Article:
The Royal Parks

Andrew Scattergood, Chief Executive, The Royal Parks

I am delighted to support this exhibition which celebrates the glories of the Royal Parks and Phoenix Park. 

The Parks featured here are amongst the very best in the world.    Over the years, artists have sought to capture the essence of what makes these places so special and loved.   Some remarkable pieces of art and craft have been assembled to give a picture of both the variety of landscape and architecture in these wonderful parks, but also the bonds and shared heritage between the United Kingdom and the Republic of Ireland.

The Royal Parks estate includes eight parks covering five thousand acres.  Each has its own distinctive personality and history. They are known across the world, whether, like St James’s and The Green Park through coverage of ceremonial events; or Hyde Park with its long tradition as a place of public protest at Speaker’s Corner or more recently as the host of global events such as Live8.  Greenwich Park is home to the Meridian Line which separates the world from West; and The Regent’s Park is not only home to one of the country’s best rose gardens  but also to the capital’s only open air theatre.   Nestled on the Thames, Richmond and Bushy Parks are equally special and much loved by visitors for their natural landscapes, biodiversity and deer herds.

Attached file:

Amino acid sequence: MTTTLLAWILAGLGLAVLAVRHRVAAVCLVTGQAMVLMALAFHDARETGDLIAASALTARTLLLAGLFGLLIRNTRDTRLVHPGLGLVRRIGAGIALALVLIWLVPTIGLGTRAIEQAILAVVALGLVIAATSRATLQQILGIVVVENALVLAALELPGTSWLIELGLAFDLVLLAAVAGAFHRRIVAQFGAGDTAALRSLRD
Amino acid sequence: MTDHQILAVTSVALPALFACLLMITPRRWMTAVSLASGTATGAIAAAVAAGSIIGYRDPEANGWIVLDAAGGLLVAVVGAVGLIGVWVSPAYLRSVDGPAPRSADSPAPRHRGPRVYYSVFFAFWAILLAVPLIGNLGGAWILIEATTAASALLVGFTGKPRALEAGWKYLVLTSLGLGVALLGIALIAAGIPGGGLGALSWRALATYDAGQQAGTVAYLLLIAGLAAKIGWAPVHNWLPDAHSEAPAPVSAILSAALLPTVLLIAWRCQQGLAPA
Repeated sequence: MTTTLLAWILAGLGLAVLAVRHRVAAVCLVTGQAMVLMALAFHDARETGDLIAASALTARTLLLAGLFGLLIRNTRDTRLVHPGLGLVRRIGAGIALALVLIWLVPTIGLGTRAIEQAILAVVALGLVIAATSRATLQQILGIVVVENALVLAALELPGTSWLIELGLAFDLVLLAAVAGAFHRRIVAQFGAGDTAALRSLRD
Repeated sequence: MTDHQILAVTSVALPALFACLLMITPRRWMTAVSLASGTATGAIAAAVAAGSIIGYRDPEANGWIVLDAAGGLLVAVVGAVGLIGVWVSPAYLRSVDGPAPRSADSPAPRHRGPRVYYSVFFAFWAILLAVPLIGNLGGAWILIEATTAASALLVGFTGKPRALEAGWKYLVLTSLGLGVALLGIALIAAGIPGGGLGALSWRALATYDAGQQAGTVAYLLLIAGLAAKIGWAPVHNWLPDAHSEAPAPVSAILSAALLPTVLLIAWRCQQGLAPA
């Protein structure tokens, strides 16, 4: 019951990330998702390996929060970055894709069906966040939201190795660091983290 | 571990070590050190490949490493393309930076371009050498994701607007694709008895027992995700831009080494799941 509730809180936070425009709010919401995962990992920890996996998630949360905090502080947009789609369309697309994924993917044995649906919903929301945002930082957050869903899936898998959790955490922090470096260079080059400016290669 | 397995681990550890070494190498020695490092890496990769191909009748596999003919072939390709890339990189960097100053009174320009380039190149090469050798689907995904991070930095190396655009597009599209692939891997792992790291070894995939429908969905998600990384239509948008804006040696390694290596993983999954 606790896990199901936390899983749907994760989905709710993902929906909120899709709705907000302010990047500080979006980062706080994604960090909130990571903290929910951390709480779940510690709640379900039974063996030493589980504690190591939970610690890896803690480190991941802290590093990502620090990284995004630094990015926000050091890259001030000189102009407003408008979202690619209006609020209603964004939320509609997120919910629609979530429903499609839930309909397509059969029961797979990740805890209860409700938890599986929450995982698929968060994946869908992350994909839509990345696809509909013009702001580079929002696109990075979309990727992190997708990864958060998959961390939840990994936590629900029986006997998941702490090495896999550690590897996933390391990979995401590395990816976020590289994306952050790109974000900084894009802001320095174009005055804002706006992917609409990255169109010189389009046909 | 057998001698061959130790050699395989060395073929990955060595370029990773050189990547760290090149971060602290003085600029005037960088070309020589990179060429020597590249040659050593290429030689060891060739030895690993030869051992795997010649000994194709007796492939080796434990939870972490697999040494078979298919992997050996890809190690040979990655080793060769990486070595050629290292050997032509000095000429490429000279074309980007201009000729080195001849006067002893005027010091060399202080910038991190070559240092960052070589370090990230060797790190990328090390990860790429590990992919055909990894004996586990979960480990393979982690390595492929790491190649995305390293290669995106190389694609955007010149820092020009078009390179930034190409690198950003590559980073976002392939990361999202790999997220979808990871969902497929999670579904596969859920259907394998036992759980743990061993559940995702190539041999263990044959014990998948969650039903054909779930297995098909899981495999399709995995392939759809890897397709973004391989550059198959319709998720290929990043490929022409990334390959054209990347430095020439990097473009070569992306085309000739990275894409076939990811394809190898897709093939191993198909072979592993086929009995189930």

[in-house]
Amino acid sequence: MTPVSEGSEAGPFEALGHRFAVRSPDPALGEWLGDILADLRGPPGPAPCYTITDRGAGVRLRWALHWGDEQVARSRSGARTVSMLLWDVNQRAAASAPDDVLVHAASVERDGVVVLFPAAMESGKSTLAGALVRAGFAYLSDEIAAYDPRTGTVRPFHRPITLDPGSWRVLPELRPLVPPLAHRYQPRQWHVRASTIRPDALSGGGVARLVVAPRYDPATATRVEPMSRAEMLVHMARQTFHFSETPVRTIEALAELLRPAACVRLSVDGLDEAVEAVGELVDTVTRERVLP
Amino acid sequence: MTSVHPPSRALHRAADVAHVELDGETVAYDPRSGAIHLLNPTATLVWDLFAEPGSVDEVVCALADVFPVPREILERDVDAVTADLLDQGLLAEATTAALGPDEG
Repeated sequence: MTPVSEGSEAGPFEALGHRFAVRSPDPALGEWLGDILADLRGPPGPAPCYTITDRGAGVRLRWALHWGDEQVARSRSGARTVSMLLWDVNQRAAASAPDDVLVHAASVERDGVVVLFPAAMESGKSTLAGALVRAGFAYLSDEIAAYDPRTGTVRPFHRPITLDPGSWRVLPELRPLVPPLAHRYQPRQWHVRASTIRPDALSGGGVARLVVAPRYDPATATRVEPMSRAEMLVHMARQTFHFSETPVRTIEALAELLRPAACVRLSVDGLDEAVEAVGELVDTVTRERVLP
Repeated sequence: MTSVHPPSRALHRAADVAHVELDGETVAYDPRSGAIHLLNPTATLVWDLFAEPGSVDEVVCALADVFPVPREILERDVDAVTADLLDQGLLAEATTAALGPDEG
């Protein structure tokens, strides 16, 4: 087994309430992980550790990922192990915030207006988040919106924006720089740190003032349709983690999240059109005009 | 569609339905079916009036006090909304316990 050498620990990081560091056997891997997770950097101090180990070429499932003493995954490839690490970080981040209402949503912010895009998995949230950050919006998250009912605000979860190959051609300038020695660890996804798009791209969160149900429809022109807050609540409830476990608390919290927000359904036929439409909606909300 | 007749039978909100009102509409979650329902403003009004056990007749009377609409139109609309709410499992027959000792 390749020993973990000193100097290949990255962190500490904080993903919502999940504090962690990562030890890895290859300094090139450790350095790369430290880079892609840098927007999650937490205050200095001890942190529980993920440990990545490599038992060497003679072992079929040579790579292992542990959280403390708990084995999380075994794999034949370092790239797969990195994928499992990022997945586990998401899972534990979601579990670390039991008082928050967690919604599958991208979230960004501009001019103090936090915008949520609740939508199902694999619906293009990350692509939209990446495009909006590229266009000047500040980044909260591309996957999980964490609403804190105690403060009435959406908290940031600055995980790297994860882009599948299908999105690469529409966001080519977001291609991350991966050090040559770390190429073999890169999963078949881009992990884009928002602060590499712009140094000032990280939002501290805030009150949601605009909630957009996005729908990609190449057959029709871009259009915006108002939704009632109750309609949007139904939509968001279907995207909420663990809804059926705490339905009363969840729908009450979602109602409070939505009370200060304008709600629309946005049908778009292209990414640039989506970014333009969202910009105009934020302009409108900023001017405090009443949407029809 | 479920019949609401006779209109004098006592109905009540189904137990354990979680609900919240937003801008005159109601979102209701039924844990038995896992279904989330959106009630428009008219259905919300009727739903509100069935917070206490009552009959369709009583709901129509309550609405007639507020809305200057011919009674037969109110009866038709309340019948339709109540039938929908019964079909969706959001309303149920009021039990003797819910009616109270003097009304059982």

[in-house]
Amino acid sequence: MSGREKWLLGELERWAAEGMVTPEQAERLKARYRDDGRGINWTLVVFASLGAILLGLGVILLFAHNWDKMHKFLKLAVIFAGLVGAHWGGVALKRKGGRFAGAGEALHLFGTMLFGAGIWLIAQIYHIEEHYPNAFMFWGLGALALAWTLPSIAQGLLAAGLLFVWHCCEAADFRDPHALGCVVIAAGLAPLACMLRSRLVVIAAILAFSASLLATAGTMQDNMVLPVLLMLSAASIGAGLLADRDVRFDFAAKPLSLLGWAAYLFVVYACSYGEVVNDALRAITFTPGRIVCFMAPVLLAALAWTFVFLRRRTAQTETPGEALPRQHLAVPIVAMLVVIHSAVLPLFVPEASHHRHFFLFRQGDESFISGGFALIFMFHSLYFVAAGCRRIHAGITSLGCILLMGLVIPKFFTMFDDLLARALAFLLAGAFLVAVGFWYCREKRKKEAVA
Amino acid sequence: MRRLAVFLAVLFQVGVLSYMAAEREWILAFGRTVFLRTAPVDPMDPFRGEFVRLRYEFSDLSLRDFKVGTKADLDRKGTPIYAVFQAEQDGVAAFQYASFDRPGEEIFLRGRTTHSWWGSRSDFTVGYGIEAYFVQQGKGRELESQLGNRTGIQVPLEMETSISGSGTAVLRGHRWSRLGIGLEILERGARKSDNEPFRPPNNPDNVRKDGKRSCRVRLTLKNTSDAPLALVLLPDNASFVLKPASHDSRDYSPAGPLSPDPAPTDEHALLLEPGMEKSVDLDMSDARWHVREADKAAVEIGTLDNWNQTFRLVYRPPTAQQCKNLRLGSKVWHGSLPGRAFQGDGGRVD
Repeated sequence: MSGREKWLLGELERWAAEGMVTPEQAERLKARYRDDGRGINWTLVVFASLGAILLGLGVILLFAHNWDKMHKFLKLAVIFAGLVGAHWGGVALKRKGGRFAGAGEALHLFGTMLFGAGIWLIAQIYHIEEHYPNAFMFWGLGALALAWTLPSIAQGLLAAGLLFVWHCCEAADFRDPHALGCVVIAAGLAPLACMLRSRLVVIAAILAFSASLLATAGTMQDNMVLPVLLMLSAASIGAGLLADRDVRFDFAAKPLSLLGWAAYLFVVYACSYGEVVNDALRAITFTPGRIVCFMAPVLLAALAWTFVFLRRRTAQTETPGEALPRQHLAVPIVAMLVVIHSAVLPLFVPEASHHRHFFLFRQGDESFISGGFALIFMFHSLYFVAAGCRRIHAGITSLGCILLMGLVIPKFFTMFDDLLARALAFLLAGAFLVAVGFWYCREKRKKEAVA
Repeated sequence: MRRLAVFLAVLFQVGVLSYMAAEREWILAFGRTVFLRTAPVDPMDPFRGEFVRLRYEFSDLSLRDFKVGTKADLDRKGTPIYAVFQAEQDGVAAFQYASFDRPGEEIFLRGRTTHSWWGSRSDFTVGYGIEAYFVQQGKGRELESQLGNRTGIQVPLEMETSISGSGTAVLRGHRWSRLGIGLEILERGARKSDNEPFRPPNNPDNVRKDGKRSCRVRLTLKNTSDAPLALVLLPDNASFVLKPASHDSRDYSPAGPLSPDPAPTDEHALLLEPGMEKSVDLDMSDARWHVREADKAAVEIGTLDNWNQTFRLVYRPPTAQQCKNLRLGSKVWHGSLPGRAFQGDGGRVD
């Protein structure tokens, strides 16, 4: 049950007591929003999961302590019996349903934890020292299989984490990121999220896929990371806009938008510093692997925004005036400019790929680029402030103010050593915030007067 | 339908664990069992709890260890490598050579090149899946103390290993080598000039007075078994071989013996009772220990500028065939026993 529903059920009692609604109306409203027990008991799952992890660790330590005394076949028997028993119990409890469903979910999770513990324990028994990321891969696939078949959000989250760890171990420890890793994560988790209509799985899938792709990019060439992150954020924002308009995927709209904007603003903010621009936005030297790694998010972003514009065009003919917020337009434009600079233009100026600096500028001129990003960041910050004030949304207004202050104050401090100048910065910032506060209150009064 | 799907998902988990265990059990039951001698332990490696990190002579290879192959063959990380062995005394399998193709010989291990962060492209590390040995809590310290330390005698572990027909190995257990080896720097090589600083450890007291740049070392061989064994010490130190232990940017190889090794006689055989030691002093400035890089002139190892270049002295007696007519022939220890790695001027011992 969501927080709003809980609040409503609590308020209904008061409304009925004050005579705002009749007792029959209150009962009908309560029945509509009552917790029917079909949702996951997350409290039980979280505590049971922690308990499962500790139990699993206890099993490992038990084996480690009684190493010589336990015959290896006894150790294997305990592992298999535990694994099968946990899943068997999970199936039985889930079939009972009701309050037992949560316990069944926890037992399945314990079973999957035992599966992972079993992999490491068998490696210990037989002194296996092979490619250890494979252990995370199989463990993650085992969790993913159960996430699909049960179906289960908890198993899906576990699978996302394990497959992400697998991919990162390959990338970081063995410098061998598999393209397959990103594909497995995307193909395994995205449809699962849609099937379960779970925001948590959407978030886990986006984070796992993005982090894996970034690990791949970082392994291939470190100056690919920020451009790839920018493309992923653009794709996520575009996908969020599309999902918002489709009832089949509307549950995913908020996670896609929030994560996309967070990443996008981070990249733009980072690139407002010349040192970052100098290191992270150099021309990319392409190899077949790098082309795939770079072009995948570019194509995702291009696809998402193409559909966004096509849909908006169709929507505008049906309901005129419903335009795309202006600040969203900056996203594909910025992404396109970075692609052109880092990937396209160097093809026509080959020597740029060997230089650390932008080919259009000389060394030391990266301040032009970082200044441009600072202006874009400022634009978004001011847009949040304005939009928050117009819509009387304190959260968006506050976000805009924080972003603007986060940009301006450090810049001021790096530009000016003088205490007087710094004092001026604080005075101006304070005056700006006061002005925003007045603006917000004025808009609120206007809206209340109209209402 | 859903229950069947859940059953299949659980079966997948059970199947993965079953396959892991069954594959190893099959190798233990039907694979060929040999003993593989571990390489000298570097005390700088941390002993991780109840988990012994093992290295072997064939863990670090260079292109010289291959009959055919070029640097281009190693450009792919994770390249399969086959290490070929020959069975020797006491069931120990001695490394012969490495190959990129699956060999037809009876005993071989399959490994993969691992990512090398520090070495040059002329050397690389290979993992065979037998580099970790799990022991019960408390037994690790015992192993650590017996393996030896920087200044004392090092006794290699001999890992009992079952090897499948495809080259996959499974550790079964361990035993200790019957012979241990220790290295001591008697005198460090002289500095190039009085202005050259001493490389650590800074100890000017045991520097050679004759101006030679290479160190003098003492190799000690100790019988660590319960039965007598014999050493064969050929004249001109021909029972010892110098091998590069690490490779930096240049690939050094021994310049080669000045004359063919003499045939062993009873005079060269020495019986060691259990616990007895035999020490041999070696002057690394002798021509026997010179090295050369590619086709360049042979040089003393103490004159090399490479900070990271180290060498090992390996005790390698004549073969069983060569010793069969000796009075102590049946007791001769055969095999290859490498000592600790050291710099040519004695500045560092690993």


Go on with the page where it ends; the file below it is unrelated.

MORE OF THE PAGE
The Parks were originally noted as Royal hunting grounds, but earlier they served as sanctuary to those fleeing the Black Plague.  More recently they provided space for housing and hospitals during wartime.  Today they are public amenity spaces, open for everyone to enjoy, with a wide range of activities catered for. 

In addition to their rich history, the parks, above all, offer us an inherited privilege of natural beauty, whether it be a quiet meadow to share with family, a lakeside path on which to stroll and relax or grassland and woodland in which to seek that elusive moment of inspiration. 

Around 77 million people now visit the Royal Parks every year.  London would simply not be London without them.  Likewise Phoenix Park is one of the jewels of Dublin and a place I love.

With a collection procured from across the globe, this exhibition offers a fascinating insight into the rich heritage of The Royal Parks, and Phoenix Park shedding light on secret histories and personal connections to some of their well-known visitors and patrons.

 I would like to offer particular thanks to The Hearsum Collection for its contribution to curating this exhibition, and crucially providing many of the items on show.   I am also grateful to colleagues in the Office of Public Works for their huge support and generosity.

It has been a pleasure to work with our friends in the Republic of Ireland on this project.  I hope it will encourage those on both sides of the Irish Sea to seek out these remarkable places.  Our shared interests in environmental conservation, art and historical monuments, and preserving a legacy for future generations, have cemented a like-minded relationship. I hope this is also the beginning of an even closer and more fruitful relationship between The Royal Parks and Phoenix Park.

Column Royal Parks Page